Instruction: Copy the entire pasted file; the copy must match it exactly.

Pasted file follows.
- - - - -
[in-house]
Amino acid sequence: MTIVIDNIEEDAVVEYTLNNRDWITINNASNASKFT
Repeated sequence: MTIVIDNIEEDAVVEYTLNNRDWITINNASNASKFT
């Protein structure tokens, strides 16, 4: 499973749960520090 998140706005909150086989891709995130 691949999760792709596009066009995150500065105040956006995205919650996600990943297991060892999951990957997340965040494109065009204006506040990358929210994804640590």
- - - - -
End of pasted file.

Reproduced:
[in-house]
Amino acid sequence: MTIVIDNIEEDAVVEYTLNNRDWITINNASNASKFT
Repeated sequence: MTIVIDNIEEDAVVEYTLNNRDWITINNASNASKFT
């Protein structure tokens, strides 16, 4: 499973749960520090 998140706005909150086989891709995130 691949999760792709596009066009995150500065105040956006995205919650996600990943297991060892999951990957997340965040494109065009204006506040990358929210994804640590």